But Thaddeus was not finished yet. “Even you will likely be forced to bring in outside experts soon if you cannot show progress, perhaps hired by the Crown Families. The potential significance of what you have found is simply too great to allow failure, no matter the technicalities of the law.”

They both remained silent for a long few moments, the rain beating against Thaddeus’s Will and running down the sides of the sphere in distorting ripples.

Finally, Kiernan spoke. “It occurs to me that someone of your capabilities might find this decryption project quite intellectually stimulating.”


“And as you’ve said, you cannot take vows to the Crowns.”

Thaddeus remained silent.

“But would you be willing to take a non-disclosure vow?”

“I would,” Thaddeus replied immediately. That did not mean, necessarily, that he would be willing to keep said vow.

Kiernan swallowed, looked at the ground for a moment, and then met Thaddeus’s gaze again. He nodded sharply. “Very well. As we will be working so closely together, I hope that you will take the opportunity to sate my curiosity when applicable, as well. And if the Raven Queen does contact you… Perhaps she is curious, too.” As if doubting that Thaddeus was clever enough to understand his meaning, Kiernan clarified, “She may be interested in a similar exchange of information. After all, we do still have the rest of Myrddin’s research journals, and everything else left behind in his hermitage.”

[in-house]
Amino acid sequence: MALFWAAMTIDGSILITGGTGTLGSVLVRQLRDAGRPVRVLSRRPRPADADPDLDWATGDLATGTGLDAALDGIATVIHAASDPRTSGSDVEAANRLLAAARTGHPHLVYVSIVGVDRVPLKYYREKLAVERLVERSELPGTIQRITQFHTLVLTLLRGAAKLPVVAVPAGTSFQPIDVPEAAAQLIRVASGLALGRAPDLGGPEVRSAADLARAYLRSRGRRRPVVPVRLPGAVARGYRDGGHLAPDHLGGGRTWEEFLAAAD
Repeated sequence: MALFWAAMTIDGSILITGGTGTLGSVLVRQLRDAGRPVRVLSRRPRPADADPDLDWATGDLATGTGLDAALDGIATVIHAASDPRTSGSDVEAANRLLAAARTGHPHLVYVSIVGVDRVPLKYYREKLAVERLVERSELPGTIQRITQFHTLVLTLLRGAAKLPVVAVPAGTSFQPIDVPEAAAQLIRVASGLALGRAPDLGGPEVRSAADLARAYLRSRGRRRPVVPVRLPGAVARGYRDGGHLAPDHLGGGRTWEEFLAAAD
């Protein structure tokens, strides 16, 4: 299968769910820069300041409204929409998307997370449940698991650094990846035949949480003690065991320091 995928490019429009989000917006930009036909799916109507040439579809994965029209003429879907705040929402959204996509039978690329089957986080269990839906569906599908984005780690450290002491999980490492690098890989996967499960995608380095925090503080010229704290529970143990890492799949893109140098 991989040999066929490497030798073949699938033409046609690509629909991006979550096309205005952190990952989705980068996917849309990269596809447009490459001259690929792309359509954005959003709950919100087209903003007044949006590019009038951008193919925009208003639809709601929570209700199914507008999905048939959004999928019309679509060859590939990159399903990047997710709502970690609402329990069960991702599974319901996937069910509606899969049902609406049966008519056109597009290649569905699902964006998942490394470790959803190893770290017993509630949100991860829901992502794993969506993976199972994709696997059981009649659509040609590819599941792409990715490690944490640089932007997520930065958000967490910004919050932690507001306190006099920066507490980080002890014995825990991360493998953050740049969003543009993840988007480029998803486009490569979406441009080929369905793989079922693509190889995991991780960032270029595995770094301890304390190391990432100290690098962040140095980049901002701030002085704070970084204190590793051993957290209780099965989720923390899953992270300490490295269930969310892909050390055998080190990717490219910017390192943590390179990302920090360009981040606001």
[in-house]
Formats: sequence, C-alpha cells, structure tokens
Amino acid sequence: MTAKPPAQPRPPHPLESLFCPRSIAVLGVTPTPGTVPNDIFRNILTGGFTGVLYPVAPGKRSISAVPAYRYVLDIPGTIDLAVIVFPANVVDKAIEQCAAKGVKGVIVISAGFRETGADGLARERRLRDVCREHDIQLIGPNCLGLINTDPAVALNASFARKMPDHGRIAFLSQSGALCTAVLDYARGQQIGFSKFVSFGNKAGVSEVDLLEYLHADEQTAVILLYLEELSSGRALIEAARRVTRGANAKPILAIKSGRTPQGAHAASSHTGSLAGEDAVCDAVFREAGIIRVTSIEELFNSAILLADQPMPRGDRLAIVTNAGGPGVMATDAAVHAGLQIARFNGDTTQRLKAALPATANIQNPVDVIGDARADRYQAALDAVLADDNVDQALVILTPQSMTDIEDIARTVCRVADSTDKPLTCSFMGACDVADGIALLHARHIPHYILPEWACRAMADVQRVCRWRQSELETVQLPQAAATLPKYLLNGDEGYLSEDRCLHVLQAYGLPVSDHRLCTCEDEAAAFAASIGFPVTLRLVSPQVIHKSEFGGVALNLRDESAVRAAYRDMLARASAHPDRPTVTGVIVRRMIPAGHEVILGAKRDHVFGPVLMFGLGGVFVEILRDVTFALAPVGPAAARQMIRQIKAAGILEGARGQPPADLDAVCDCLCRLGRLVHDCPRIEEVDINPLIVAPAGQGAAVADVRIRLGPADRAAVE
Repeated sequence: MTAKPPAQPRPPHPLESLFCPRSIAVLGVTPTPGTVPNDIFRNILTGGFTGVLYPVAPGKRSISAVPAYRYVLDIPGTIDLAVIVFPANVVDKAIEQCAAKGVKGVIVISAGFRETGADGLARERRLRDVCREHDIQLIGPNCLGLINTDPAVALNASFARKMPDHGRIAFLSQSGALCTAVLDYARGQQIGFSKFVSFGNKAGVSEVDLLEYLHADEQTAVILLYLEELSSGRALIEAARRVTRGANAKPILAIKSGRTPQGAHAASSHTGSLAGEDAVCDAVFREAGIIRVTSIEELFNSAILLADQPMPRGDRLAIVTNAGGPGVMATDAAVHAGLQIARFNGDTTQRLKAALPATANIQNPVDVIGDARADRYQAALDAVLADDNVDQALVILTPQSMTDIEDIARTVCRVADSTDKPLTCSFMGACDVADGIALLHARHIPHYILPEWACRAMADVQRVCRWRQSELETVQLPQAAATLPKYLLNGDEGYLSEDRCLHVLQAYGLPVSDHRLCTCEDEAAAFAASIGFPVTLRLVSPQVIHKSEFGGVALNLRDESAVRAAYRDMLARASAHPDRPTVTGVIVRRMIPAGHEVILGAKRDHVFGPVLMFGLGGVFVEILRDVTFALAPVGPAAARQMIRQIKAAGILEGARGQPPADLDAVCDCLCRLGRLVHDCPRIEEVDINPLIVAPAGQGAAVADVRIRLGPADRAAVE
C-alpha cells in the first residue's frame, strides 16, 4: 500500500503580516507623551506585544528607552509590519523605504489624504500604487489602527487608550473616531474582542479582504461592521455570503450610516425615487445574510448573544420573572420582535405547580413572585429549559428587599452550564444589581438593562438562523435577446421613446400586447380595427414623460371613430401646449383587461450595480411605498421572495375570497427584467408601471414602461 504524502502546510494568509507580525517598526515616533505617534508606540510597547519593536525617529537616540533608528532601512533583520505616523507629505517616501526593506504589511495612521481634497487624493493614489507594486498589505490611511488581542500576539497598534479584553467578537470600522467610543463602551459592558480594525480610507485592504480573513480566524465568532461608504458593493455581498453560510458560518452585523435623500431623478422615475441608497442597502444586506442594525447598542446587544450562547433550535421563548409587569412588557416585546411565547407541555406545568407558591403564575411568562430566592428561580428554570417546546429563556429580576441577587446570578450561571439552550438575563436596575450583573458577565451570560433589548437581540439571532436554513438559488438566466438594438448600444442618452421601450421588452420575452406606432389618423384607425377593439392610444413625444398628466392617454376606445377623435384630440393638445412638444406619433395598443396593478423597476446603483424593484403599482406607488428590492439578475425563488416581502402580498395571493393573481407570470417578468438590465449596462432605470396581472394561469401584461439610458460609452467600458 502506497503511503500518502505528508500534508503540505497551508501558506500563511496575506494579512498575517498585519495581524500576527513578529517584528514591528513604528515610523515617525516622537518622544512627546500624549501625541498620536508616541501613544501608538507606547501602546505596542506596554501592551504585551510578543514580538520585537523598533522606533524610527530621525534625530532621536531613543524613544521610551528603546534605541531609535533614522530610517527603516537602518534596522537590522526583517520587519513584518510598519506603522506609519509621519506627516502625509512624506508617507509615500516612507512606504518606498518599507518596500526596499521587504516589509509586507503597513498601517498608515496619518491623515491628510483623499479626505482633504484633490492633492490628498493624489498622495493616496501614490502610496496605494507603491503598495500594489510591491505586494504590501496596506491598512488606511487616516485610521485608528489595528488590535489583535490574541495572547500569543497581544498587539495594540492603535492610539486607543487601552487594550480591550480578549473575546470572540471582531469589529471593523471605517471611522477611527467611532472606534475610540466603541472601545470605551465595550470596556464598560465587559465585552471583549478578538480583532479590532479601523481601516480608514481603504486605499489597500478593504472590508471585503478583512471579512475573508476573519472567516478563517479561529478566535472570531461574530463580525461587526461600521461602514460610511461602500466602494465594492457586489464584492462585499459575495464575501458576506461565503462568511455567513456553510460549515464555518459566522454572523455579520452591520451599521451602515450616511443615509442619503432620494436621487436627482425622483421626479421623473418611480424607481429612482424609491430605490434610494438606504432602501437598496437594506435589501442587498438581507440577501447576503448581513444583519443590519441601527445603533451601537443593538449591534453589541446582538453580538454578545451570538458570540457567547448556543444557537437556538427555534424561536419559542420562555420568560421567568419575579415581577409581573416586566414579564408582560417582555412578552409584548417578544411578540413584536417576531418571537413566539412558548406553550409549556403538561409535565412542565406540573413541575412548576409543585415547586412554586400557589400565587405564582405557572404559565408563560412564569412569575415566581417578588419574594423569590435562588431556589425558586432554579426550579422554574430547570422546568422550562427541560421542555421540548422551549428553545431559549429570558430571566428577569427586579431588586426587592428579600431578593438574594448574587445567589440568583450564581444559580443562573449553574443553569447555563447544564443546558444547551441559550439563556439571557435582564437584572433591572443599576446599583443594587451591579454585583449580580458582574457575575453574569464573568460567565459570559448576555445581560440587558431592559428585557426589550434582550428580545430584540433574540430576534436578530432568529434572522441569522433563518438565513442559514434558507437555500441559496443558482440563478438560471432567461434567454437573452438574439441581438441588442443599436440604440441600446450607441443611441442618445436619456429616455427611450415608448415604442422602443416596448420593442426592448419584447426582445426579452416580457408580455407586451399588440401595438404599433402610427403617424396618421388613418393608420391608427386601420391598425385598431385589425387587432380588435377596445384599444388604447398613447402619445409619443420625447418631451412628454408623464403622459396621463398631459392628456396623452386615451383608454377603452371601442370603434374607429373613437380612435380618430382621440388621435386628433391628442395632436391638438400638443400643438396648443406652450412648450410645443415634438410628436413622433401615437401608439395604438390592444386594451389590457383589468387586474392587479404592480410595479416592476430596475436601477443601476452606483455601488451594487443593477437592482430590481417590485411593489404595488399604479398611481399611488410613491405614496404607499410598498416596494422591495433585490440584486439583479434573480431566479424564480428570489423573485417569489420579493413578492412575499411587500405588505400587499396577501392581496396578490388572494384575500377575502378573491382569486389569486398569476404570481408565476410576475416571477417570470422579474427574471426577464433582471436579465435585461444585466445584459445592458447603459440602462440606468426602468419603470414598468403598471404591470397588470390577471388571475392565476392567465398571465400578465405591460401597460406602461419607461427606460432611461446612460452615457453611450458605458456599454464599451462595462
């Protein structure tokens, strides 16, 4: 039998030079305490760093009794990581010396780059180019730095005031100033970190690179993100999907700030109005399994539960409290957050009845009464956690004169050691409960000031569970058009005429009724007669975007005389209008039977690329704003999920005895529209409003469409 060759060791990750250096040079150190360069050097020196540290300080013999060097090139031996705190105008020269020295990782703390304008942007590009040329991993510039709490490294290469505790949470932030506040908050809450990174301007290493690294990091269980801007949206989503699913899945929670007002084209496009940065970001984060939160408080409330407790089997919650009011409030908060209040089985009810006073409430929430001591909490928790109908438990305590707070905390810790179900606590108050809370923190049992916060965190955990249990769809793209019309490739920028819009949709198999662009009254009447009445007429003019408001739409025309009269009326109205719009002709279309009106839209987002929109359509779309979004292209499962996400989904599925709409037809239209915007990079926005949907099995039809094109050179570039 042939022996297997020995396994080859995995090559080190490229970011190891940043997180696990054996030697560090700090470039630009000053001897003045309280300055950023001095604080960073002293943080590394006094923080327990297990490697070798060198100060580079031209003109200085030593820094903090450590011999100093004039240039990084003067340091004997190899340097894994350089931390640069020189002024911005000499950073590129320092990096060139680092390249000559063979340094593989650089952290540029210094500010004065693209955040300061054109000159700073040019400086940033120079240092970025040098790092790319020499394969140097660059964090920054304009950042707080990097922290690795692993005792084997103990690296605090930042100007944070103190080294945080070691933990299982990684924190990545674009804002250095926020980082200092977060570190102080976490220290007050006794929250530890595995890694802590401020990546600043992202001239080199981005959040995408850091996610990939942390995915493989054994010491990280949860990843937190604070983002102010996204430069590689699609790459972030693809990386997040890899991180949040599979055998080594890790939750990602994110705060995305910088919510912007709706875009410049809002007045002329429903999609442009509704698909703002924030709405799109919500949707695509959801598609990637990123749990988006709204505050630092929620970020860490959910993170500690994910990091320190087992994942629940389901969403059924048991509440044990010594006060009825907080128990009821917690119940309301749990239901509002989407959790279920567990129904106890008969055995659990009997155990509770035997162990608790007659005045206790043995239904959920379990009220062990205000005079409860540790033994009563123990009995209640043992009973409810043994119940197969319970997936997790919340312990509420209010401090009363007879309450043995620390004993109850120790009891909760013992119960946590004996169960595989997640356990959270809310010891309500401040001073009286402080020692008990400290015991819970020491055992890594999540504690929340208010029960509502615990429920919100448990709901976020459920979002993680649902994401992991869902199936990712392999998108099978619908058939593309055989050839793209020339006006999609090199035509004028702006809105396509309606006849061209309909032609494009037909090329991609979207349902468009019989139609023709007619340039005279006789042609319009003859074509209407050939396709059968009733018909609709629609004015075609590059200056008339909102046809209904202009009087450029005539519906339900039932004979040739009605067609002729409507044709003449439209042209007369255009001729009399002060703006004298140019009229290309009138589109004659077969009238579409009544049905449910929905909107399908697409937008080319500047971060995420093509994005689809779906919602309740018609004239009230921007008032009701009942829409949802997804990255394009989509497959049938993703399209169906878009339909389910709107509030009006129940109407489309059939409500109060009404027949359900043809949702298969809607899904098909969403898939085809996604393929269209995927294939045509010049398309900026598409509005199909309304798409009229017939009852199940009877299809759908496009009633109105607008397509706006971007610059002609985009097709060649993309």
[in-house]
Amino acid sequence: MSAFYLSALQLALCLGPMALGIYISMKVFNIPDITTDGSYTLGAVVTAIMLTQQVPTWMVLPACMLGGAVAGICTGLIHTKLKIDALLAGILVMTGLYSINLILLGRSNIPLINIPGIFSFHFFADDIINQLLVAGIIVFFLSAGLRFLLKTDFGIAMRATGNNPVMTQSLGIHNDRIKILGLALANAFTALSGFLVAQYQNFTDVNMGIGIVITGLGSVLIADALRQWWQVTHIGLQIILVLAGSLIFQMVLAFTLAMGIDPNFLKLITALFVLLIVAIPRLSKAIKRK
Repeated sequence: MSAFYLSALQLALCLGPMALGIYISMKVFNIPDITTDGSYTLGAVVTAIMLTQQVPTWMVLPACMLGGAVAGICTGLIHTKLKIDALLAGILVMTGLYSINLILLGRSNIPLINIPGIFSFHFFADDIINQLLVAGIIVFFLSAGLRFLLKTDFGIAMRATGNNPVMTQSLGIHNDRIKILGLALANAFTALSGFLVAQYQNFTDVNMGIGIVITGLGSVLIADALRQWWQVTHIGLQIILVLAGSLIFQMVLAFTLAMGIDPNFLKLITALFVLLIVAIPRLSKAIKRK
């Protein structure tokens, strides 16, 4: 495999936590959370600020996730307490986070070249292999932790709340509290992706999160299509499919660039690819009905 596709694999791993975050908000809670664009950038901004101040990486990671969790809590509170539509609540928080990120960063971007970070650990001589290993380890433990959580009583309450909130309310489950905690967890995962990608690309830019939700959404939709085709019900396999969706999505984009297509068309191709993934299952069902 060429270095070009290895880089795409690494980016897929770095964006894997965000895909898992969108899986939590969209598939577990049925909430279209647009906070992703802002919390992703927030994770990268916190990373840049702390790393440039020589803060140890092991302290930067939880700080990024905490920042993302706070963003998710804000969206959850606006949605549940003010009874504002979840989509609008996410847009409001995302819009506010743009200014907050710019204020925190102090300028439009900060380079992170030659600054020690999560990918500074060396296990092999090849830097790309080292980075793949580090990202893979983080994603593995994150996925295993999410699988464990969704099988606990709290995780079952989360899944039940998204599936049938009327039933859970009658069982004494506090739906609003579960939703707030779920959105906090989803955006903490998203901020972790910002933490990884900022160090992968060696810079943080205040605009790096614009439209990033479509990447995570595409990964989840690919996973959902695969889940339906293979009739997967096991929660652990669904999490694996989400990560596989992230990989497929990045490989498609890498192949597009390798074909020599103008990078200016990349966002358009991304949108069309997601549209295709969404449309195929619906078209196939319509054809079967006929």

“Perhaps we will have a chance to find out,” Thaddeus murmured, a twist of vicious amusement curling in his belly.

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Customer Reviews

Based on 5 reviews
Kendall Ence
Just fantastic

I've really enjoyed the entire story but this installment is fantastic! I loved the character progression and mythologizing of the MC. It's like "Name of the Wind" but good.

Book very good

Author make book good. Me read. Me happy.

Hanh Tran

A Foreboding of Woe (A Practical Guide to Sorcery Book 4)[EBOOK]

Keith Symcox
The first two thirds of a great book

I really thought the book was well written and have consistently enjoyed the storyline, but the abrupt ending without having resolution of any of the main plot points was saddening. I would rather have had to wait another 6 months and gotten the resolution and a tie up of some of the subsidiary plot points.

Alex Tazetdinov

A Foreboding of Woe (A Practical Guide to Sorcery Book 4)[EBOOK]